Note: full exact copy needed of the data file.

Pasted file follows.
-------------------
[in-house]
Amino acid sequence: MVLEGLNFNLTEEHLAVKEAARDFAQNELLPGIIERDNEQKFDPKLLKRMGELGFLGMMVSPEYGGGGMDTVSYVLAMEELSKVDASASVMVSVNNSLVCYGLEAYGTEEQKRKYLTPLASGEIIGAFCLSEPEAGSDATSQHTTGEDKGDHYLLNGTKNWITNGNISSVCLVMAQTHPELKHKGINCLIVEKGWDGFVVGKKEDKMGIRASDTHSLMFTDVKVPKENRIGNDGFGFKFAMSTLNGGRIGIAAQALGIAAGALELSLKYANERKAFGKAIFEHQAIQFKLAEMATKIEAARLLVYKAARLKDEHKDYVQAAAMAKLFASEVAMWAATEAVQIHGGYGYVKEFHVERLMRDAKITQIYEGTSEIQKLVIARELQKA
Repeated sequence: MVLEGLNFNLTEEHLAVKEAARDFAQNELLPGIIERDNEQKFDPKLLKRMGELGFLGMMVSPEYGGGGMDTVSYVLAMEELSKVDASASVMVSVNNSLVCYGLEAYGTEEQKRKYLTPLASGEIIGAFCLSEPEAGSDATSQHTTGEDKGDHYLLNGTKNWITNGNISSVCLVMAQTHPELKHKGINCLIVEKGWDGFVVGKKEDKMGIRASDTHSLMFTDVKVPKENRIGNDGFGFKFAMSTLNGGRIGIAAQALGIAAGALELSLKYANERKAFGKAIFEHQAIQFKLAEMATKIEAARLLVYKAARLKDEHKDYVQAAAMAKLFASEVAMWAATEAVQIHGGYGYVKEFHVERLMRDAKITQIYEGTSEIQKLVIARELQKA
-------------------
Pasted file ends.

[in-house]
Amino acid sequence: MVLEGLNFNLTEEHLAVKEAARDFAQNELLPGIIERDNEQKFDPKLLKRMGELGFLGMMVSPEYGGGGMDTVSYVLAMEELSKVDASASVMVSVNNSLVCYGLEAYGTEEQKRKYLTPLASGEIIGAFCLSEPEAGSDATSQHTTGEDKGDHYLLNGTKNWITNGNISSVCLVMAQTHPELKHKGINCLIVEKGWDGFVVGKKEDKMGIRASDTHSLMFTDVKVPKENRIGNDGFGFKFAMSTLNGGRIGIAAQALGIAAGALELSLKYANERKAFGKAIFEHQAIQFKLAEMATKIEAARLLVYKAARLKDEHKDYVQAAAMAKLFASEVAMWAATEAVQIHGGYGYVKEFHVERLMRDAKITQIYEGTSEIQKLVIARELQKA
Repeated sequence: MVLEGLNFNLTEEHLAVKEAARDFAQNELLPGIIERDNEQKFDPKLLKRMGELGFLGMMVSPEYGGGGMDTVSYVLAMEELSKVDASASVMVSVNNSLVCYGLEAYGTEEQKRKYLTPLASGEIIGAFCLSEPEAGSDATSQHTTGEDKGDHYLLNGTKNWITNGNISSVCLVMAQTHPELKHKGINCLIVEKGWDGFVVGKKEDKMGIRASDTHSLMFTDVKVPKENRIGNDGFGFKFAMSTLNGGRIGIAAQALGIAAGALELSLKYANERKAFGKAIFEHQAIQFKLAEMATKIEAARLLVYKAARLKDEHKDYVQAAAMAKLFASEVAMWAATEAVQIHGGYGYVKEFHVERLMRDAKITQIYEGTSEIQKLVIARELQKA